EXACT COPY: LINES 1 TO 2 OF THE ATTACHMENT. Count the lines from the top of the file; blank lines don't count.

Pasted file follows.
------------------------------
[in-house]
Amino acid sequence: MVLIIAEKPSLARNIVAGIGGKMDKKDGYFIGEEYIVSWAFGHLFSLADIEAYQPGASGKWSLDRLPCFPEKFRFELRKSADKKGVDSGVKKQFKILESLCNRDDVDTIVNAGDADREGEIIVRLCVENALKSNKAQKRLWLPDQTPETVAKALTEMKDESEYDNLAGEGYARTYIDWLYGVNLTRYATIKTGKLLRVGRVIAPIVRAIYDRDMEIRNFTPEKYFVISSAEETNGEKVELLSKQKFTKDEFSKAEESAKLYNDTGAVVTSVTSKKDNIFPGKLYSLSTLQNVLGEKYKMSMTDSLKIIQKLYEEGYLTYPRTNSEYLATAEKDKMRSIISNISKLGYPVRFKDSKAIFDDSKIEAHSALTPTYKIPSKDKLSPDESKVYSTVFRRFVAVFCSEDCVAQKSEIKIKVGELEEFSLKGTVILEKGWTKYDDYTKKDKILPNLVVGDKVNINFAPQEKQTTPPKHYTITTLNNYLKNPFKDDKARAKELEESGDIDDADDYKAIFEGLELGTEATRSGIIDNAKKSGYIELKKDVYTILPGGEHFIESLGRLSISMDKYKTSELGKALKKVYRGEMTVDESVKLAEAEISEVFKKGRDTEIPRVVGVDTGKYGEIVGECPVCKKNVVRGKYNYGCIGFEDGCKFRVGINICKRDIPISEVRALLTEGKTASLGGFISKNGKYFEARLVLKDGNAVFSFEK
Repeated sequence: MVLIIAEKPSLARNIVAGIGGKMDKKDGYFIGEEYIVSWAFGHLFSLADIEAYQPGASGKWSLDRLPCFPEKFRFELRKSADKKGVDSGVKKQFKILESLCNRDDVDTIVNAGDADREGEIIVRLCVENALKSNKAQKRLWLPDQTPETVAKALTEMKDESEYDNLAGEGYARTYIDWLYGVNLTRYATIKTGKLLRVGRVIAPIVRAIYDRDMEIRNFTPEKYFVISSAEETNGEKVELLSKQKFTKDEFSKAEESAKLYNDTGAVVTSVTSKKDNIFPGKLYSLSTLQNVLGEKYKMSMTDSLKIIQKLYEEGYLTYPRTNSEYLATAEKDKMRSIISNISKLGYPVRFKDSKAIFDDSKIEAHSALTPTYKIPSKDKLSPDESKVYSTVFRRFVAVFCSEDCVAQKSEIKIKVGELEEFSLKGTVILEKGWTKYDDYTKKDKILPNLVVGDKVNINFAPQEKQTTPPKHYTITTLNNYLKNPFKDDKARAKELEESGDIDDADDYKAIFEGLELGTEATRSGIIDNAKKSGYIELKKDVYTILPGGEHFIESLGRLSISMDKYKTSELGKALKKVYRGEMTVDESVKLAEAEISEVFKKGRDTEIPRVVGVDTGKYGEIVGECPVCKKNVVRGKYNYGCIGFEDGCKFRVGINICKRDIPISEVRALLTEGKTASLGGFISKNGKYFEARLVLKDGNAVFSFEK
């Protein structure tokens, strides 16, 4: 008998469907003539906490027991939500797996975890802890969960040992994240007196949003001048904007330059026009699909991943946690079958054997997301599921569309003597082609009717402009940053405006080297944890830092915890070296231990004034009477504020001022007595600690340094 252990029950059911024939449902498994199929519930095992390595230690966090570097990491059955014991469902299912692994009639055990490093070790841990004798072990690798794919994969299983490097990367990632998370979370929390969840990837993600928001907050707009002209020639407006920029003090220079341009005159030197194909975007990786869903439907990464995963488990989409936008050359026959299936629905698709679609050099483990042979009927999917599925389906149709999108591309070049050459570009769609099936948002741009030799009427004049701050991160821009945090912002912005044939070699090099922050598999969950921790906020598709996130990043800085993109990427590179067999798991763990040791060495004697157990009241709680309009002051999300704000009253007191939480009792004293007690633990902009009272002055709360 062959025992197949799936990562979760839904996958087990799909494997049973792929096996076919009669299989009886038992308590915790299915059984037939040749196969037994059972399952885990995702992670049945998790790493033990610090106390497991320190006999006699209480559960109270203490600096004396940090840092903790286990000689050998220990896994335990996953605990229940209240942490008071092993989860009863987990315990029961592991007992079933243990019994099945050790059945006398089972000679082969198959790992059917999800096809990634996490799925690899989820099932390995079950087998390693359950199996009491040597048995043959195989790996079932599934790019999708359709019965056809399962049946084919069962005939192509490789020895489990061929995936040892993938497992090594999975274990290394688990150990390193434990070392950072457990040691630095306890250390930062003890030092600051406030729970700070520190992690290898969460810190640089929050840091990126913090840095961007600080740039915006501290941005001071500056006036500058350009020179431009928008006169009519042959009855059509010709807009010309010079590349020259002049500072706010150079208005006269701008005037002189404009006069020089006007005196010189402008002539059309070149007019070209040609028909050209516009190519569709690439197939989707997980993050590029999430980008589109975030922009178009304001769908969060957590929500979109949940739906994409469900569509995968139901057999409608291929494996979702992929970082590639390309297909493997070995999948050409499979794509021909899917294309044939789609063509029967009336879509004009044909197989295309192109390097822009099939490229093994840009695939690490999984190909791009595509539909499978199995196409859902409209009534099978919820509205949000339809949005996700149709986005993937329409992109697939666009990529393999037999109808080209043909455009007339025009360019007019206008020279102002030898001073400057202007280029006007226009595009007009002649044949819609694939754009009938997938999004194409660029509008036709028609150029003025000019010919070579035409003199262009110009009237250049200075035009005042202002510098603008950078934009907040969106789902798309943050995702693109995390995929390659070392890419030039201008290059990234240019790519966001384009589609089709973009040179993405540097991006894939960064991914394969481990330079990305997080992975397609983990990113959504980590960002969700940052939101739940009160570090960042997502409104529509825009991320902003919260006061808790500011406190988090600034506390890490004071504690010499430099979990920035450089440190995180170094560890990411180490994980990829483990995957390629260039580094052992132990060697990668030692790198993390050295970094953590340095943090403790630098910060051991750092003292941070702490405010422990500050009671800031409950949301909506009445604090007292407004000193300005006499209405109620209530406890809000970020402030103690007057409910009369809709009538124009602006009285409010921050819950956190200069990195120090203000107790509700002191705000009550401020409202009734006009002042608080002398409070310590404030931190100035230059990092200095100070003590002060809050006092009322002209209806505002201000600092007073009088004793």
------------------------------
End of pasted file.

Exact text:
[in-house]
Amino acid sequence: MVLIIAEKPSLARNIVAGIGGKMDKKDGYFIGEEYIVSWAFGHLFSLADIEAYQPGASGKWSLDRLPCFPEKFRFELRKSADKKGVDSGVKKQFKILESLCNRDDVDTIVNAGDADREGEIIVRLCVENALKSNKAQKRLWLPDQTPETVAKALTEMKDESEYDNLAGEGYARTYIDWLYGVNLTRYATIKTGKLLRVGRVIAPIVRAIYDRDMEIRNFTPEKYFVISSAEETNGEKVELLSKQKFTKDEFSKAEESAKLYNDTGAVVTSVTSKKDNIFPGKLYSLSTLQNVLGEKYKMSMTDSLKIIQKLYEEGYLTYPRTNSEYLATAEKDKMRSIISNISKLGYPVRFKDSKAIFDDSKIEAHSALTPTYKIPSKDKLSPDESKVYSTVFRRFVAVFCSEDCVAQKSEIKIKVGELEEFSLKGTVILEKGWTKYDDYTKKDKILPNLVVGDKVNINFAPQEKQTTPPKHYTITTLNNYLKNPFKDDKARAKELEESGDIDDADDYKAIFEGLELGTEATRSGIIDNAKKSGYIELKKDVYTILPGGEHFIESLGRLSISMDKYKTSELGKALKKVYRGEMTVDESVKLAEAEISEVFKKGRDTEIPRVVGVDTGKYGEIVGECPVCKKNVVRGKYNYGCIGFEDGCKFRVGINICKRDIPISEVRALLTEGKTASLGGFISKNGKYFEARLVLKDGNAVFSFEK